The Realm of Millions of Years: The World of an Atenist Egypt by NikoZnate

The TL covers a successful transition to the Atenist beliefs of the Pharaoh Akhenaten is adopted by Egyption society, and how Egyption society and the world at large is shaped by it as a result. A facinating TL, especially given the shocking shortage of Egyptian TLs, I recommend it highly.

Next up for our continuing Ancient TL, we have:

The Weighted Scales: The World of an Aborted Rome by Errnge

A world without Rome is one utterly alien to us, so the realism and detail of this TL is a treat. Check it out if you haven't already.

Next up are our two Medieval Era categories. Our winner for new is a shocker given that compared to it's competitors, it is a very young TL - but then you read it, and you know why it won. For Best New Medieval TL:

Lands of Ice and Mice: An Alternate History of the Thule by both DirtyCommie and DValdron

While I will admit I voted for An Age of Miracles, this superb TL on how a few changes in lifestyle turn the Inuit into a powerful sedentary civilization, in spite of carving a home for themselves in one of the planets most inhospitable climates is a great TL as well, and one you must check out.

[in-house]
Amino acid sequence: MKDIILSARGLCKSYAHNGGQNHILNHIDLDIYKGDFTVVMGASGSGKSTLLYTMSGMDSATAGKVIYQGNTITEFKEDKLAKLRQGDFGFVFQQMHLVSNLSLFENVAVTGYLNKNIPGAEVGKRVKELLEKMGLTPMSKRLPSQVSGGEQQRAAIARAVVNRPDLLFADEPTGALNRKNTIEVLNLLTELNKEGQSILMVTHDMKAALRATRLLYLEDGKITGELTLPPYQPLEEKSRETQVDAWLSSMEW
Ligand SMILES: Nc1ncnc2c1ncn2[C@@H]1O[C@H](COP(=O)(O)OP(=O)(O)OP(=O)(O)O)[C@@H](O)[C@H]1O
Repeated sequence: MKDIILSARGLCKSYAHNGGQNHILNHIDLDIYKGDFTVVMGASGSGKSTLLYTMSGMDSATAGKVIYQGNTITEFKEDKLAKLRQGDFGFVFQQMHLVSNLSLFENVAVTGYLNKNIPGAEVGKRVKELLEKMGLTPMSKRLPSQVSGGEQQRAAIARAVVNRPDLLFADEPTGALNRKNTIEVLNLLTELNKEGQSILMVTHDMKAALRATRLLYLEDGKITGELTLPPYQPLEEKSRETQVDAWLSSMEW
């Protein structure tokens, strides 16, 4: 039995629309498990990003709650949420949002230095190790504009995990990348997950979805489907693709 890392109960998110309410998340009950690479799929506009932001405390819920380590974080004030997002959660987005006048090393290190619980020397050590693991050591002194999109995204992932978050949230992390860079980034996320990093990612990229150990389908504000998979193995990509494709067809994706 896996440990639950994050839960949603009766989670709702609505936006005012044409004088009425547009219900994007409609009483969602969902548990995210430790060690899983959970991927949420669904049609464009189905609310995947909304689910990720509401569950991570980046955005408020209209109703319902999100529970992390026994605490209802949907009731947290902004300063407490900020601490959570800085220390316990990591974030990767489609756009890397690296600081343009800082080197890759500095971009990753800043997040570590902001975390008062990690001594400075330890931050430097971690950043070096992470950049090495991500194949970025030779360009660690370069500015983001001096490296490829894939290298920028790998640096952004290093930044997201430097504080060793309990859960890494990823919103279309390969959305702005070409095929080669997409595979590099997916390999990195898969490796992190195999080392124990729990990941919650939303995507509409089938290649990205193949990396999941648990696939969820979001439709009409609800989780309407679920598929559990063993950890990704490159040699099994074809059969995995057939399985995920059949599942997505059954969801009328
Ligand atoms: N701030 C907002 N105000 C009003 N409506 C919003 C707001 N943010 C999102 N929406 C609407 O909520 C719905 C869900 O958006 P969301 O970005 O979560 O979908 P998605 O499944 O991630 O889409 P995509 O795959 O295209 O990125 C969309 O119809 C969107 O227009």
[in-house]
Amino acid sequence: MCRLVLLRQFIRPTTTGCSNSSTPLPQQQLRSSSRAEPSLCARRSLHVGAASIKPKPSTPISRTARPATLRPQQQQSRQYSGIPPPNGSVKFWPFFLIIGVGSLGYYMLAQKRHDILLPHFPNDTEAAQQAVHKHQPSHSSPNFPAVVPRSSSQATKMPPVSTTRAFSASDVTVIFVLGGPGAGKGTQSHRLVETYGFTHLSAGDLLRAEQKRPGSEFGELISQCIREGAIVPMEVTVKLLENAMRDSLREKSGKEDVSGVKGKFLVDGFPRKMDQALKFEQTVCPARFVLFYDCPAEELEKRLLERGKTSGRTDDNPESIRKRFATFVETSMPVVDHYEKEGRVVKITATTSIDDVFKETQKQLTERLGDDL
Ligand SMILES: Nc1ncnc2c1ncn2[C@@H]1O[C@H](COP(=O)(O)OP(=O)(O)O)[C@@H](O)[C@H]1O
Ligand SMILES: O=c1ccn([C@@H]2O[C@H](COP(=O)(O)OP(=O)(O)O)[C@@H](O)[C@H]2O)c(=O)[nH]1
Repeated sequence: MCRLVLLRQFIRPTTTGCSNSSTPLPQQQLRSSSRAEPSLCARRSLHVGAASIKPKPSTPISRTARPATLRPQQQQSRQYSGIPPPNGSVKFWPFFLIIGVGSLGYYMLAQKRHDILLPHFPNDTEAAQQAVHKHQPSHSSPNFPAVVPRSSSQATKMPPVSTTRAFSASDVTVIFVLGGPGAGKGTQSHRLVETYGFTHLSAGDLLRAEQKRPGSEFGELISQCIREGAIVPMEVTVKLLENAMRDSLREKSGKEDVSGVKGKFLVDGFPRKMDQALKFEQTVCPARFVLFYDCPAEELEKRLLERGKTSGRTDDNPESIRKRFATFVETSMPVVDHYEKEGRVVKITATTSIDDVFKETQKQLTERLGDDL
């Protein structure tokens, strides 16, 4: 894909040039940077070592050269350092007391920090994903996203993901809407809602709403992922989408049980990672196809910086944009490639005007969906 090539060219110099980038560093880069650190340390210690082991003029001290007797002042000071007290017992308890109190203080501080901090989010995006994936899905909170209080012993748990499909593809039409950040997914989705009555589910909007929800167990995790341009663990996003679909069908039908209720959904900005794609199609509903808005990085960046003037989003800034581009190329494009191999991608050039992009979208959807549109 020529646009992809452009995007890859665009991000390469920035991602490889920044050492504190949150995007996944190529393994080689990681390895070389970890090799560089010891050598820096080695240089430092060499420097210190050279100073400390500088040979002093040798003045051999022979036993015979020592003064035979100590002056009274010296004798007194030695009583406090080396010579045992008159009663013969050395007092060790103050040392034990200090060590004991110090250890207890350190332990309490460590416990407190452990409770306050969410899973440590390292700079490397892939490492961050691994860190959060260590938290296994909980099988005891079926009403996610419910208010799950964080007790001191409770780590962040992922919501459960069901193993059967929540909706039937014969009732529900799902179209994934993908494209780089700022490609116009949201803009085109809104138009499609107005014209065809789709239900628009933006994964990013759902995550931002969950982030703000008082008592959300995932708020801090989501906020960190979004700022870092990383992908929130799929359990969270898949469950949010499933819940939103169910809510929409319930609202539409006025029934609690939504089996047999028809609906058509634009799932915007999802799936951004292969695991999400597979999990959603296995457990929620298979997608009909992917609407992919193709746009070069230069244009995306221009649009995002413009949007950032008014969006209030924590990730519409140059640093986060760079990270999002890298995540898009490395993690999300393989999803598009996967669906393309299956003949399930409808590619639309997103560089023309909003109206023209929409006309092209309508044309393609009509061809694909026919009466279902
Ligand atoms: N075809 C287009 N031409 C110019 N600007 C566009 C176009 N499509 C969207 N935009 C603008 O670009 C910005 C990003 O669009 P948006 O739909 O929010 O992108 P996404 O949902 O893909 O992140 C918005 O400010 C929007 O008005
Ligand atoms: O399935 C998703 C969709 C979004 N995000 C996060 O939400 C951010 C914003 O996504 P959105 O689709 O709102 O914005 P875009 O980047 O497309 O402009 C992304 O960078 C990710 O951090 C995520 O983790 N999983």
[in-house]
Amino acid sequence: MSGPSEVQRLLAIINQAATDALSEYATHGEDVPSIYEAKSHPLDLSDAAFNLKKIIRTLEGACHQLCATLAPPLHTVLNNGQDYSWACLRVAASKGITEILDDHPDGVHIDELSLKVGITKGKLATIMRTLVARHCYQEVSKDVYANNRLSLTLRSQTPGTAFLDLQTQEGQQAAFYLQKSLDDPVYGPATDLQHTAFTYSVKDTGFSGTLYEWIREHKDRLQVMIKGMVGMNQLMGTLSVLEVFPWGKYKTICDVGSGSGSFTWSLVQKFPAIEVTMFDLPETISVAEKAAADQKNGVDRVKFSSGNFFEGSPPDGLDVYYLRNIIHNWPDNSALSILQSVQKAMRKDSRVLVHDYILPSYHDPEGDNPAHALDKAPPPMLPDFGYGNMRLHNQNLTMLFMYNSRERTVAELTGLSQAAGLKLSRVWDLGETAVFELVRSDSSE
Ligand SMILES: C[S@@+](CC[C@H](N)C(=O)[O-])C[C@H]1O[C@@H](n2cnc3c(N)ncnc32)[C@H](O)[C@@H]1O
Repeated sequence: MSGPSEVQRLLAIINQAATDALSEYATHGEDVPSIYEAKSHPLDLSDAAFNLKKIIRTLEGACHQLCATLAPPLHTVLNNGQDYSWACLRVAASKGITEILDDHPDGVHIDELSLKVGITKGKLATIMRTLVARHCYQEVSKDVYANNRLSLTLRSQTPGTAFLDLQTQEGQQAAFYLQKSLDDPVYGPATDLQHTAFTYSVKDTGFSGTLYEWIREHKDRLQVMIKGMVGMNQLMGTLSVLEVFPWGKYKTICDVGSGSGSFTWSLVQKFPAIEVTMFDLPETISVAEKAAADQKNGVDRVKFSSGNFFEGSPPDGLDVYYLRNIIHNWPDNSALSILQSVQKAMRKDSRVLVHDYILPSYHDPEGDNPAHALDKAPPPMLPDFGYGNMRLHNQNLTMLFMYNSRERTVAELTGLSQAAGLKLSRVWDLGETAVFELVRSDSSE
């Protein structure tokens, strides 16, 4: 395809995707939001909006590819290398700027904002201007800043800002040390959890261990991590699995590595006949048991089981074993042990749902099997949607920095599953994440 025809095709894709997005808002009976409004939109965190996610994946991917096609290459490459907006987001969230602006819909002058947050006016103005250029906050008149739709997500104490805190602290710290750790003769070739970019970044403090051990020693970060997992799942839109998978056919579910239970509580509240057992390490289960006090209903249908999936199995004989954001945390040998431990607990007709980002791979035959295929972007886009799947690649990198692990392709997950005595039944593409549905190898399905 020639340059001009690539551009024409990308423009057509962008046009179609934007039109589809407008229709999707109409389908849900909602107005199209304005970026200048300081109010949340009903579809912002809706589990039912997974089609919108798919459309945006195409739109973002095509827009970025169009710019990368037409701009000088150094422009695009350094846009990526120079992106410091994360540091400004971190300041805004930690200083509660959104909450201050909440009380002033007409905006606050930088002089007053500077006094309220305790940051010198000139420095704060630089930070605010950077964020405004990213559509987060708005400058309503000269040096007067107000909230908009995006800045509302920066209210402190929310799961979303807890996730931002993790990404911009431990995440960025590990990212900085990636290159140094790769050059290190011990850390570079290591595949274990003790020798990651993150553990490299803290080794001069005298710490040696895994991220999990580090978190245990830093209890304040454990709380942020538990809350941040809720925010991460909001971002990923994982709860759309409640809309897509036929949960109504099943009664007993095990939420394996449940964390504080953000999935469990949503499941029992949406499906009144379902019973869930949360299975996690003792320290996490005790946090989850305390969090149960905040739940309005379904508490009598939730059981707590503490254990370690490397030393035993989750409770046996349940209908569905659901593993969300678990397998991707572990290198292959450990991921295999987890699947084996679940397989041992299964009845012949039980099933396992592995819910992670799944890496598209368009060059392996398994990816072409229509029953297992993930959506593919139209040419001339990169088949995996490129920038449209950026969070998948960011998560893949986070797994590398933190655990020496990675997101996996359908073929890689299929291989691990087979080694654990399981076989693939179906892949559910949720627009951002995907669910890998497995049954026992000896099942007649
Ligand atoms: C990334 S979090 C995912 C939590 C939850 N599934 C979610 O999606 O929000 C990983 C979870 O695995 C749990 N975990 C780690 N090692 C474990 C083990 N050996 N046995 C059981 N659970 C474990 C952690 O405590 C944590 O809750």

For Best Continuing Medival TL:

Issac's Empire 2.0 by Basileus Giorgios

The original is an AH legend online, so that's it's equally superb continuing relaunch wins the Turtledove is no surprise. Read this at once, and then go read the original.

Moving on to the Renaissance and Reformation era, for our Best New Renaissance and Reformation TL we have:

The Bloody Man by EdT

Written by the man behind both Fight and be Right and A Greater Britain, his latest TL takes us make to the English Civil War, with Oliver Cromwell off in the new world leading the settlement of colonies in New England, and the rise of the Commonwealth without him. A Fascinating read, and one of my favorites.

As for continuing TLs, we have another great one. Our winner for Best Continuing Renaissance & Reformation is: